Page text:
Joe was in the middle of an European tour and I got the chance to sit down with him at the 013 venue in Tilburg. A friendly and inspired Joe spoke about his new album, inspiration for his tones and his new pedals.

This conversation took place may 10, 2008. A shorter version of this interview was printed in the Music Maker june 2008 issue.

Copyright Richard Hallebeek and Music Maker 2008. Copying or use elsewhere striclty prohibited.

:: Your new album ‘Professor Satchafunkilus’ has a lot of variation.

‘I think when I started out, I wasn’t quite sure where it was gonna go. And.. the usual process is, I write a lot of music, maybe 30 or 40 pieces. And then, a few months before the recording, I start to edit down. And I like to get it down to about anywhere between 16 or 20 before I start bringing in a co-producer, engineer, I bring over Jeff of whoever else in the band is in town. Because I live in San Francisco.’

:: Yeah.

‘And then I get their feedback. There might be some songs they don’t like that I decide to put off maybe until another record. And then we concentrate on those fifteen and each time around I guess they were very eclective, I mean we had some unusual arrangements that we hadn’t really done before as a team. And some of the songs had some similar textures or arrangements that were on other records. And so I think altogether the album turned into sort of a .. that had it’s own quirky mix that had it’s own identity, you know. Of course, that’s what you hope for.’

:: On ‘Andalusia’ you play acoustic guitar in a way I haven’t heard you do before.

‘Yeah. We spent you know.. Spain has become a touring country for us, whereas before we’d go there and play one or two shows and now.. we could probably spend a month there just touring all over Spain. And we have a wonderful time there, the promoters..’

:: I saw some pictures on your website from some huge stadiums you played there.

‘Yeah. We’ve done beautiful halls and stadiums and they have.. a lot of the small towns have beautiful concert halls that towns have put together for classical performances and opera and all sorts of things and so.. and now they’re bringing in rock and roll bands, because we’re an instrumental act we get to play these beautiful places, which is great, so..’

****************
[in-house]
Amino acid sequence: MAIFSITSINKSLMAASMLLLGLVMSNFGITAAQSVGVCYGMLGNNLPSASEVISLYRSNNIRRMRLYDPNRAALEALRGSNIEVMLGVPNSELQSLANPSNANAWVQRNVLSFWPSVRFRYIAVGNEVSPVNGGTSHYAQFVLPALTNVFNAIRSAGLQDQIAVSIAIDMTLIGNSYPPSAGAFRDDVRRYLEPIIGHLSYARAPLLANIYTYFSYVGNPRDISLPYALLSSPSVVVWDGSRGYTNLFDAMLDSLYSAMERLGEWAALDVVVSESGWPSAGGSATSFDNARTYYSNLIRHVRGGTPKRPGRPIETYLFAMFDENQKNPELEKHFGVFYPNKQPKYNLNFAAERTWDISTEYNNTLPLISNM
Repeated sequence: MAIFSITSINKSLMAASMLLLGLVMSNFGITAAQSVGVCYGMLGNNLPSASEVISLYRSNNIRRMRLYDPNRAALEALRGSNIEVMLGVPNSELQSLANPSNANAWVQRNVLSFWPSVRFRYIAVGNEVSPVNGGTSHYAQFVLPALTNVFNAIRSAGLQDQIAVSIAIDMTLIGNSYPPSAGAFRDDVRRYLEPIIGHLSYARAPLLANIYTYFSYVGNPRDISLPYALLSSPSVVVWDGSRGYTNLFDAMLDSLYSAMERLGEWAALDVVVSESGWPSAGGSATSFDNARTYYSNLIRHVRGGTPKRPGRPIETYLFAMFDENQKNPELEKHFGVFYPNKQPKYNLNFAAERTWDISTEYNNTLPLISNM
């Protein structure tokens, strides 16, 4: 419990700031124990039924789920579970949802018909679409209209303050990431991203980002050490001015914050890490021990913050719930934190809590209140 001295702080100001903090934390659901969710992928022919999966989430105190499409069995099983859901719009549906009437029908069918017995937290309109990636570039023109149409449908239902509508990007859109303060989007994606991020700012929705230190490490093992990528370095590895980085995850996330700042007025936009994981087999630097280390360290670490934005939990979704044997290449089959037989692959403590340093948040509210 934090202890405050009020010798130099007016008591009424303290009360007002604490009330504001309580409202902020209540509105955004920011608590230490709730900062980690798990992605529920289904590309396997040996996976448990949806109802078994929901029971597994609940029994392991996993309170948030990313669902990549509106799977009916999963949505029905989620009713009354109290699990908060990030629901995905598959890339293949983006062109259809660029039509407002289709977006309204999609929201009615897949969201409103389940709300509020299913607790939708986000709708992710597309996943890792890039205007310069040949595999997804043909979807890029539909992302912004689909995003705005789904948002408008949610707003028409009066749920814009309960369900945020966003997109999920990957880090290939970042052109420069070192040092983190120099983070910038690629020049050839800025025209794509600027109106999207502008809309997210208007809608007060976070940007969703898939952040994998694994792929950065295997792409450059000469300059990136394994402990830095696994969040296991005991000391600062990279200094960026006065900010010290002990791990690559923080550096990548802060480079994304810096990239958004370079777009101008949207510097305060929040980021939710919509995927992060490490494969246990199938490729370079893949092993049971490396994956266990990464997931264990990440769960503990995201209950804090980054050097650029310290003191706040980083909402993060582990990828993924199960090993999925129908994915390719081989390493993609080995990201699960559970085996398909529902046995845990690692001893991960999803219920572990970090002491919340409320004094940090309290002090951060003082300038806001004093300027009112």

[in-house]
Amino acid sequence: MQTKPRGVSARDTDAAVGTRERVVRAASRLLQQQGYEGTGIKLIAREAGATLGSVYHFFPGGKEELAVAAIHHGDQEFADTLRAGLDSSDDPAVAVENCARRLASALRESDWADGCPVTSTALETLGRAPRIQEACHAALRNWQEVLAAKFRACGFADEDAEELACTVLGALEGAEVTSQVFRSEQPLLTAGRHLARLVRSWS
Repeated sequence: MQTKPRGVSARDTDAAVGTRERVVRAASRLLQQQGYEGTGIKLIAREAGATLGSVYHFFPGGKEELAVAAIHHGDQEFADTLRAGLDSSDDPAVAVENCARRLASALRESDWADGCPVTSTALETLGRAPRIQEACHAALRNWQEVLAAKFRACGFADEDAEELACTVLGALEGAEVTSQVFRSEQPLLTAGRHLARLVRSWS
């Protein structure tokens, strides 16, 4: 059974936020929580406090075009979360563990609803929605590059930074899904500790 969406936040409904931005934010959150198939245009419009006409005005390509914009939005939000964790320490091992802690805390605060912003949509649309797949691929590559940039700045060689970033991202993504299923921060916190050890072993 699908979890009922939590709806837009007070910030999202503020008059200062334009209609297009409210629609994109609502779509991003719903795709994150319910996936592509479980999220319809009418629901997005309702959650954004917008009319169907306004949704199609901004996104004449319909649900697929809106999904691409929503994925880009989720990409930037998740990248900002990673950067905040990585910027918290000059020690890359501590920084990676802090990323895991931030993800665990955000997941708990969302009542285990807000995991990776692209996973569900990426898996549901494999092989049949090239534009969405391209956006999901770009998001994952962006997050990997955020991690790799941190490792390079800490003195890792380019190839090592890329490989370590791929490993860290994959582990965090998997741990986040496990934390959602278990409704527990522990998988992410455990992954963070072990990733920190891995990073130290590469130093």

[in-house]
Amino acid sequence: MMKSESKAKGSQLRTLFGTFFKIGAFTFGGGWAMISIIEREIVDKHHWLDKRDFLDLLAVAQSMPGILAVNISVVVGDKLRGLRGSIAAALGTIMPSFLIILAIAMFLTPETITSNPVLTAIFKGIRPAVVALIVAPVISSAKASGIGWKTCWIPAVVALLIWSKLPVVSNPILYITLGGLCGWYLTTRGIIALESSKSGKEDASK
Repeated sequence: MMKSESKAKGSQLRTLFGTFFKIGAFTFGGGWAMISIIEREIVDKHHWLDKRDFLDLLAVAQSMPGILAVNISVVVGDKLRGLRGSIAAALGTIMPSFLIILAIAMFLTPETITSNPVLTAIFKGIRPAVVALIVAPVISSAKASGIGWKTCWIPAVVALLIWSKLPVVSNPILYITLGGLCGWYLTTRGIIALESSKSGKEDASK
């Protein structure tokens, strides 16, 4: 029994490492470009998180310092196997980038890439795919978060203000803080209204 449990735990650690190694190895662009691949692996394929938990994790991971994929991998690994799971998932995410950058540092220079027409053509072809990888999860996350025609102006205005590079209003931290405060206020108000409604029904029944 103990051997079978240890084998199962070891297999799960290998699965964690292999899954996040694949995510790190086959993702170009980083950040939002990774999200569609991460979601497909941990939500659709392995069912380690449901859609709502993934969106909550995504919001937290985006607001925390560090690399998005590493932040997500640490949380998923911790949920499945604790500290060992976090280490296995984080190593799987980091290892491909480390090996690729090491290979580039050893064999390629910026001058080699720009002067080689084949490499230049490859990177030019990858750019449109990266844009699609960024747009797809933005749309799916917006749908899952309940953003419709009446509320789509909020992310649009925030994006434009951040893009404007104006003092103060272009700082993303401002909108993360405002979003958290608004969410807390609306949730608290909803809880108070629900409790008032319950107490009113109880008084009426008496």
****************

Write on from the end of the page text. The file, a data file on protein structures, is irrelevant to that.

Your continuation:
:: You got quite an audience there I guess.

‘It’s great. The Spanish fans are very nice fans, are very passionate and yet they listen.. they like to listen to the details, so,yeah, it was after that we spent a lot of time in southern Spain last summer and we wound up in Istanbul. So those two songs, Asik Veysel and Andalusie were actually one long fifteen-minute song. But I broke it up because I just thought I’d drive my audience crazy with all that guitar player for fifteen minutes! (laughter)I’d thought I’d separate them and give them a moment.’

:: I enjoyed hearing you play a lot of very loose-sounding extended solos on this album. Sounds like you took some chances.

‘Yeah. I don’t think I’d ever really done that on a record. And even with a song called ‘Searching’ a few records ago, I was kind of.. taking it easy you know what I mean. I didn’t went too crazy with it. But yeah, certainly with Andalusia it’s completely crazy, you know. And the energy level from the beginning to the end is just right at the top.’

:: What’s that scale in Musterion? The Hungarian scale?

‘That’s the Hungarian minor scale, yeah. I didn’t start out thinking about it. I was actually just playing the piano and I started playing these two chords and I just really fell in love with it and I started playing melody and then I wrote the chorus section and then I wrote it down on a little piece of paper and I forgot about it. And then when I started compiling notes, I had manuscripts and napkins and little pieces of paper and.. one day I looked at it and I went..ooh.. that’s very interesting! (laughs)And then I wrote the solo section, which is the four different minor keys, they go down, they descent. It’s a very unusual song. It breaks a lot of arrangement rules.’

:: There’s some really cool notes in the melody which is like a nice new taste.

‘Yeah, the sound of the guitar is very.. it’s rather unstable sounding. It’s still a hard one to play live because the guitar has a bit of a noise.. sound to it. Every night it’s different.’

:: One of my favorite songs on the album is ‘Revelation’.

‘Oh, thank you.’